Edinburgh Arts Festival – Vanishing Point: Where Species Meet (2019) St Mary’s Episcopal Cathedral

Vanishing Point: Where Species Meet (2011/19) St Mary’s Episcopal Cathedral, Haymarket, Edinburgh.

Despite the original site-specific setting on the Gothenburg waterfront, our ambition has always been to show this work in an ecclesiastical context. In some small but significant way, the work can be construed to reference a well-known biblical miracle narrative in which generosity and sharing are key. But strategically, rather than situating it entirely in human terms, it carries the idea  across and between species. (see Project: Vanishing Point)

Bryndis Snæbjörnsdóttir and Mark Wilson for INSIDE/OUT lecture series at Leeds Beckett University

 

 

 

 

 

 

 

 

 

 

 

 

 

Snæbjörnsdóttir/Wilson
The Only Show in Town
Leeds Beckett talk

For the last twenty years, the collaborative artist team, Snæbjörnsdóttir/Wilson, have been practicing and producing in the field of contemporary art on an international stage with projects and exhibitions in the UK, Europe, Australia, and the USA. They have built a reputation, resonant in many fields – in contemporary art, animal studies, human geography, museology, the environmental sciences and more. In this respect, it has been their strategic intent to drive the idea that contemporary art is a significant voice, made possible by the application of unique blends of original methods and cross-disciplinary appropriation.
Snæbjörnsdóttir/Wilson’s artwork is multidisciplinary in nature, most usually taking the form of installation, involving anything from sculptural interventions, found objects and materials, video, audio, drawing, photography and texts. Notwithstanding their participation in International Biennales and major gallery shows, their adherence to the significance and advantage of site-specificity have often led them strategically to exhibit in some tiny and otherwise most obscure venues.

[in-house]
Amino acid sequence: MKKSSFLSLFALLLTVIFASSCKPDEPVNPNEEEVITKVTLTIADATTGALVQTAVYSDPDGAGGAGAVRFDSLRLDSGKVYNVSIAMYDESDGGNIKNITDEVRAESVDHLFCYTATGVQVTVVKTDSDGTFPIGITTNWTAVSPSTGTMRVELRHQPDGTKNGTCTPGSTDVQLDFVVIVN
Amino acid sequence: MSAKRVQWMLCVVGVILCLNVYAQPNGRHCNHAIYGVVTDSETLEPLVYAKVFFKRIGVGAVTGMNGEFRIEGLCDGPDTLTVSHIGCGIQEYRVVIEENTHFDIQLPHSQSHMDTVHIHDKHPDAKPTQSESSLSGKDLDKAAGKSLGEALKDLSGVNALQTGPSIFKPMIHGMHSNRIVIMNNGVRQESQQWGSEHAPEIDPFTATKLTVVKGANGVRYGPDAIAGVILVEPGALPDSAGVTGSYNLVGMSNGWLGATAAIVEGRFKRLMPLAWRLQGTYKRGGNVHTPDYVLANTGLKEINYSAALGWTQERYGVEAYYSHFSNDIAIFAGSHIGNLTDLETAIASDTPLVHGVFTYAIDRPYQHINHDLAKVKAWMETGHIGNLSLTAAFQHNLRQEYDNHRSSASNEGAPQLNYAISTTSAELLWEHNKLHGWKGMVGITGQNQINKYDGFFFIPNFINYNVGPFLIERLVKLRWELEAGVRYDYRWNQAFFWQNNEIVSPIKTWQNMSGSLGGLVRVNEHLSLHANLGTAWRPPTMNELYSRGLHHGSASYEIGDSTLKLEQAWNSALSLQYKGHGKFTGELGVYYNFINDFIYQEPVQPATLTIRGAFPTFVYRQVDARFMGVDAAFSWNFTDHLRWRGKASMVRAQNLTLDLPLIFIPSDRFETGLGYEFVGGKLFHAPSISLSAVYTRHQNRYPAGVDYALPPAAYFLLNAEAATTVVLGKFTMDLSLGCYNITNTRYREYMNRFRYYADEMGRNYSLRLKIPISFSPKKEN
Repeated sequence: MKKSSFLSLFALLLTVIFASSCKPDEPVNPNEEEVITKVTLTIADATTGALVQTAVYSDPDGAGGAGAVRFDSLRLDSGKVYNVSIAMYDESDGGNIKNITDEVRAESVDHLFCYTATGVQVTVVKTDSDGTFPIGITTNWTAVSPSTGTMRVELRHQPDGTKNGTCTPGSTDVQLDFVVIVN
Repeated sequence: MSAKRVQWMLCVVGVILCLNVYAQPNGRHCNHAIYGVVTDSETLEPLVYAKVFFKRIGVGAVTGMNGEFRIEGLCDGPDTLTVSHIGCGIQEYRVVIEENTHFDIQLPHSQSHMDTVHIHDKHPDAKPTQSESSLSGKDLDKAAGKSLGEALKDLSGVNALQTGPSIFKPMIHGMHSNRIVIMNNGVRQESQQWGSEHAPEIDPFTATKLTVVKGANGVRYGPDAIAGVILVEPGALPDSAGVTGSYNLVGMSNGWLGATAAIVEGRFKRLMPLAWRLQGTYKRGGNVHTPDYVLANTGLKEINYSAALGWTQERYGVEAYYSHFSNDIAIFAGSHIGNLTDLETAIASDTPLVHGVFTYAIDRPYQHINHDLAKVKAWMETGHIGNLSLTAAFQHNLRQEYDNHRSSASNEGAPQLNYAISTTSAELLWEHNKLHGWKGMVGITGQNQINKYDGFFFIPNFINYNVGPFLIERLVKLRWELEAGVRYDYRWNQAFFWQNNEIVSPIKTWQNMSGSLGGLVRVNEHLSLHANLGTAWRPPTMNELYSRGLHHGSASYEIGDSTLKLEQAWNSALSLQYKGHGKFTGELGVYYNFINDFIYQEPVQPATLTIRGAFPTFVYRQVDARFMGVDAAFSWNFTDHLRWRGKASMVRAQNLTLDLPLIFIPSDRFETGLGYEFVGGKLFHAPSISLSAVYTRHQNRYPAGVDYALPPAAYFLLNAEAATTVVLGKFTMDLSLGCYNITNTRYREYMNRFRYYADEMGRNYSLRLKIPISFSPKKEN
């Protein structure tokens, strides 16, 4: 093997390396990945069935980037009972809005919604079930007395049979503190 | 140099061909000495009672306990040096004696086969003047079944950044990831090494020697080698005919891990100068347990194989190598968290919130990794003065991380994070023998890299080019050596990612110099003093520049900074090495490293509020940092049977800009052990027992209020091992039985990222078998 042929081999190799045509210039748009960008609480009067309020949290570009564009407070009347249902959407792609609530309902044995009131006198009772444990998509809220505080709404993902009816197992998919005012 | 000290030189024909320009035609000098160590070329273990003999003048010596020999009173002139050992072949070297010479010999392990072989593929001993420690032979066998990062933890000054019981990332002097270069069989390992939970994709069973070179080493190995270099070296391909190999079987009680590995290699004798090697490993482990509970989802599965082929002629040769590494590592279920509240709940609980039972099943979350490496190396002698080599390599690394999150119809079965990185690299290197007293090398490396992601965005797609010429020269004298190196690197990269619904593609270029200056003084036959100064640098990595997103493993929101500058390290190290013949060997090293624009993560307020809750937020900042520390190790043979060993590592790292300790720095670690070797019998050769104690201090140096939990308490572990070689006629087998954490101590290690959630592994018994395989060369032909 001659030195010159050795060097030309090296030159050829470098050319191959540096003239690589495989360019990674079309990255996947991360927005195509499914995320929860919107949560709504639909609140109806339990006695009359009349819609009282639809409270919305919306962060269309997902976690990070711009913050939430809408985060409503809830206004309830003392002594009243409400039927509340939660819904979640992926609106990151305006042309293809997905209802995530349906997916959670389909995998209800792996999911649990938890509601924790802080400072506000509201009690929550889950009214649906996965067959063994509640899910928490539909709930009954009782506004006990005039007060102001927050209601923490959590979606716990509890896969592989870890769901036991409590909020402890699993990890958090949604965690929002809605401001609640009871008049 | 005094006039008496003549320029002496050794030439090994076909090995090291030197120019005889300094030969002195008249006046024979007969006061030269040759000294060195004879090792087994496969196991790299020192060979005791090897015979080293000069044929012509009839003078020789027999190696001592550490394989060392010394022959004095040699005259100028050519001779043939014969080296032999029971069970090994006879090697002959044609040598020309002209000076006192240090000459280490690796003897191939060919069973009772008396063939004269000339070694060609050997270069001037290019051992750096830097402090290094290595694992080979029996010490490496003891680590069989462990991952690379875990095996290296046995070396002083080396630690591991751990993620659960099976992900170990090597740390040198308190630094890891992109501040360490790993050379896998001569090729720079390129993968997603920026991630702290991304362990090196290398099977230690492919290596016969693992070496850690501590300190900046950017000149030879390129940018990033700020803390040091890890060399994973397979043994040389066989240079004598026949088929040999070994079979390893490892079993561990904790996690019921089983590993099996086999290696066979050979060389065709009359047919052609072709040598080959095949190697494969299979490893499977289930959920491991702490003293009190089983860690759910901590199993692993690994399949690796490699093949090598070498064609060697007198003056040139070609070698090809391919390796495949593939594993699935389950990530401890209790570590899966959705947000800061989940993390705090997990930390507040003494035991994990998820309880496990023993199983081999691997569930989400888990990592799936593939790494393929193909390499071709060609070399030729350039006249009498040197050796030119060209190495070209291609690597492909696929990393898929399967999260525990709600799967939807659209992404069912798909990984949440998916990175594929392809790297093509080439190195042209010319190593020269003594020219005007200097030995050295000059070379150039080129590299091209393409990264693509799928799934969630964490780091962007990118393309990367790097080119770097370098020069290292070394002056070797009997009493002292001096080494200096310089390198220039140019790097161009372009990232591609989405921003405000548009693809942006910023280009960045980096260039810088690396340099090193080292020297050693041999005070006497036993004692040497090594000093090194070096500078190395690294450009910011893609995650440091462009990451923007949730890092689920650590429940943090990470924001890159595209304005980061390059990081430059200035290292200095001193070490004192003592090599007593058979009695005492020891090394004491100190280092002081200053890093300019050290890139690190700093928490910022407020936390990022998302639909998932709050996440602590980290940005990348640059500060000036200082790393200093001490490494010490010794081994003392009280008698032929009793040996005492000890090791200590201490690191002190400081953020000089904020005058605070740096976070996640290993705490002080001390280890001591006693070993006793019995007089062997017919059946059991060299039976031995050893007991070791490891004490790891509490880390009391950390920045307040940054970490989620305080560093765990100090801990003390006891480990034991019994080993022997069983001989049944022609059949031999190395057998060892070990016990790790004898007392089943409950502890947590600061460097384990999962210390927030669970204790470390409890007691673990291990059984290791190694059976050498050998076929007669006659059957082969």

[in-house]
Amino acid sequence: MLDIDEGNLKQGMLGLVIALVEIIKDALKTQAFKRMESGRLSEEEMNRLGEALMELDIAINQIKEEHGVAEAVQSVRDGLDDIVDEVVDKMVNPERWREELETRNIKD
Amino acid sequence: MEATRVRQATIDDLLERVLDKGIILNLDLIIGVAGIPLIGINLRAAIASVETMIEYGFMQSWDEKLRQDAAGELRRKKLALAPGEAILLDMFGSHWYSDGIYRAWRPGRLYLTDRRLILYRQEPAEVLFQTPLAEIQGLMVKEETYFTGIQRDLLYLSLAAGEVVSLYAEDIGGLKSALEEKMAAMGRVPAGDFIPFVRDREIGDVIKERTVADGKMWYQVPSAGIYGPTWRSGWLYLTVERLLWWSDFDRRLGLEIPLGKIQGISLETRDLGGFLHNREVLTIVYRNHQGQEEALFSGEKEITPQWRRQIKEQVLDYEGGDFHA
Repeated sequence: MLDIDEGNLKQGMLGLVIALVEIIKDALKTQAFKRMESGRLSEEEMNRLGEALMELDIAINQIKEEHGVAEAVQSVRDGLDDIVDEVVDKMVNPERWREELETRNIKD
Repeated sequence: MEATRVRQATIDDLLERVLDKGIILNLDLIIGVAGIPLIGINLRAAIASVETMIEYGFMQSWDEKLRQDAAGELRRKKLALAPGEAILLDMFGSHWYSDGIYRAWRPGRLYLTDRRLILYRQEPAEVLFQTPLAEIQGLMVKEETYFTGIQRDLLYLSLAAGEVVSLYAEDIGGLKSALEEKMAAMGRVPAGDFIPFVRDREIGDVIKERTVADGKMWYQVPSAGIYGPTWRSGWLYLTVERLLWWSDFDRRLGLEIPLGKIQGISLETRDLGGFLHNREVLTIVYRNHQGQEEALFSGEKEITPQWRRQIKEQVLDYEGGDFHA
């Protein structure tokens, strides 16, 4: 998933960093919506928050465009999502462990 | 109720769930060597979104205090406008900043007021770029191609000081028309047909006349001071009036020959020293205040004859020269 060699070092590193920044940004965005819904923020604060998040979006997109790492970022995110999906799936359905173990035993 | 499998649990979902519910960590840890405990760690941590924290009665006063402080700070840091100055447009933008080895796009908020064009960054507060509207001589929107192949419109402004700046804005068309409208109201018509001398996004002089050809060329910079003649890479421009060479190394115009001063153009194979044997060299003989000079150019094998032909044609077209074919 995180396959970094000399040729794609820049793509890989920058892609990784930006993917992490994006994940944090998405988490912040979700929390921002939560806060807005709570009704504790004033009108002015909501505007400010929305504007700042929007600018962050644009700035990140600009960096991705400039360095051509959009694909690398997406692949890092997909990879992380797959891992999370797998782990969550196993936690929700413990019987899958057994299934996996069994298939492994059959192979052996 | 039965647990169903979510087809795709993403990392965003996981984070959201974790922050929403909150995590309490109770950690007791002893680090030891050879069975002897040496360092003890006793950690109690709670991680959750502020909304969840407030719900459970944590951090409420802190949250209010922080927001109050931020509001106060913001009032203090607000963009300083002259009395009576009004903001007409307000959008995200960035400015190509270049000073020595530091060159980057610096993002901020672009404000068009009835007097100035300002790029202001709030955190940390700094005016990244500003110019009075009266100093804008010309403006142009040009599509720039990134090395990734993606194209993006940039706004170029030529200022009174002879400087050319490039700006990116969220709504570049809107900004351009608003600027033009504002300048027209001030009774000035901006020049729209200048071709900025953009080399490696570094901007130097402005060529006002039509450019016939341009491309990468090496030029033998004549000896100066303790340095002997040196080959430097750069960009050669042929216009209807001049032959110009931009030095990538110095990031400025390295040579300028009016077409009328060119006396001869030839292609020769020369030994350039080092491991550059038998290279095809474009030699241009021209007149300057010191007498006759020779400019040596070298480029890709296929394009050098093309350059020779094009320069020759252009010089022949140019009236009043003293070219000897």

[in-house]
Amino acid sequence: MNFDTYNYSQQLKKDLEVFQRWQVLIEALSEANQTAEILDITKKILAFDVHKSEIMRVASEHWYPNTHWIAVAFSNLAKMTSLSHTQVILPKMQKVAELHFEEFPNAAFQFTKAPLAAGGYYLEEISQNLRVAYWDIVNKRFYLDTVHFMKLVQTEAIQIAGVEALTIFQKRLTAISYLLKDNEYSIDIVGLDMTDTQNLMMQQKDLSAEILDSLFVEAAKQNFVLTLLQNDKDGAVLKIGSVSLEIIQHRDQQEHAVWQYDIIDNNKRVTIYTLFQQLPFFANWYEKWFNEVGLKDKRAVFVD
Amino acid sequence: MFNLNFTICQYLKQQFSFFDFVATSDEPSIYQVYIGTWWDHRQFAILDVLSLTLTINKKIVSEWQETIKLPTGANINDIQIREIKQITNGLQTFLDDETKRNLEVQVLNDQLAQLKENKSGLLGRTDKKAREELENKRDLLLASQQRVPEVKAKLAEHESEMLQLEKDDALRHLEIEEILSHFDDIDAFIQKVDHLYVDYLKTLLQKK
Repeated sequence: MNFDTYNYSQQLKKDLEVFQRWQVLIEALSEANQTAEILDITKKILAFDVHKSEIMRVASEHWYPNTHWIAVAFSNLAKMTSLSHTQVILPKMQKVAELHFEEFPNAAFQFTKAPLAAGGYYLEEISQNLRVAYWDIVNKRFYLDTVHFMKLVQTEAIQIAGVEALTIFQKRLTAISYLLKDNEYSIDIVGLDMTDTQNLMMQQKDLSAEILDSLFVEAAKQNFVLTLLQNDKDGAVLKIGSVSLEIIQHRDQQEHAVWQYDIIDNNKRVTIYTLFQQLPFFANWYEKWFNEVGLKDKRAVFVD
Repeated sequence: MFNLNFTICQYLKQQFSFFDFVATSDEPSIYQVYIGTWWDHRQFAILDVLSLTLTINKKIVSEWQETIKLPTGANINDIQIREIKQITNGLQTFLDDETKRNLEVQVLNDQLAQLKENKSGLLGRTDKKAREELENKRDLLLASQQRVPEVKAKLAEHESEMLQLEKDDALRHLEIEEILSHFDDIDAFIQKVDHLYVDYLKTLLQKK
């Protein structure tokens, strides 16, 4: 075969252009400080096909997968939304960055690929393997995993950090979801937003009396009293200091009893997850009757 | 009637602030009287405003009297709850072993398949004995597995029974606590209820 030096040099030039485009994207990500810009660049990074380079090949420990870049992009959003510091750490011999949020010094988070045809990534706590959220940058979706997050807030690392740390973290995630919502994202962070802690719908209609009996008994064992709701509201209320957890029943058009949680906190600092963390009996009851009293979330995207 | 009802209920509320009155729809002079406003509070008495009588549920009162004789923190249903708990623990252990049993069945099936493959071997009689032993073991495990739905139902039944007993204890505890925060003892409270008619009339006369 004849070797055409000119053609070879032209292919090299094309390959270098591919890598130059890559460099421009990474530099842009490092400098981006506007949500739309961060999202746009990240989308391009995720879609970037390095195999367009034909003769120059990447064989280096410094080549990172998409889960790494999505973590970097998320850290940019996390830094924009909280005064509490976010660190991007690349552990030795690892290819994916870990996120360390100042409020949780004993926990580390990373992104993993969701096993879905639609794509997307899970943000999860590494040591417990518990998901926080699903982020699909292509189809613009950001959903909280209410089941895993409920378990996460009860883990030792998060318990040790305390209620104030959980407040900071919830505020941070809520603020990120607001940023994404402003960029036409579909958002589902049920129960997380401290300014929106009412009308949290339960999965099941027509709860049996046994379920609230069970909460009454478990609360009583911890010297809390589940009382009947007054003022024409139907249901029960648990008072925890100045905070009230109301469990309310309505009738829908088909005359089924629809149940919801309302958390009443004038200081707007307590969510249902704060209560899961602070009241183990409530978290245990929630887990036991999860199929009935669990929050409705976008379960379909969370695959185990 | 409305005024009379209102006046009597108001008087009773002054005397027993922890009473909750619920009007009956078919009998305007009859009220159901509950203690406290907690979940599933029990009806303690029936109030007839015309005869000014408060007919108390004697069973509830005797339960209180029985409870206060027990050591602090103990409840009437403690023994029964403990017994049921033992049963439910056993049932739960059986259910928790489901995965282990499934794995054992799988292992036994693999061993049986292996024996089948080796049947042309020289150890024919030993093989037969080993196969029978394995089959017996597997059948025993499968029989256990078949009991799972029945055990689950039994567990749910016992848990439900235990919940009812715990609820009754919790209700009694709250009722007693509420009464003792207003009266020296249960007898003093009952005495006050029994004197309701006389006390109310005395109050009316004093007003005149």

The production of their work is unashamedly driven and facilitated by intensive research and interdisciplinary associations, because as artists they consider art to be both the most promising platform and the most likely instrument by which the fusion and mutual complication or disturbance of traditionally discrete knowledge-fields will succeed in effecting significant and increasingly urgent cultural and behavioural change.
And change is the only show in town…
So, the lecture will examine what it means in the context of crisis, (e.g. extinction, the Anthropocene), to consider and practice art as a tool of disruption and mediation, how passivity is a weapon and how complex cross-disciplinary relationships can effectively and otherwise, be productively managed.
As a consequence of their approach, through many projects, the artists have invested and directed their energies towards alliances and conversations across multiple fields in exhibitions, associated seminars and international conferences. For them, every exhibition made, is a provocation of sorts and is used to create opportunities for extending discourse, often between people who would otherwise rarely, if ever, engage. Over this time and as a consequence, they have exhibited and otherwise continue to be involved with many other internationally significant artists and theorists across the world.
Now, in 2018, they continue to develop ongoing projects in Rhode Island (at the David Winton Bell Gallery at Brown) and in Alaska (the Anchorage Museum).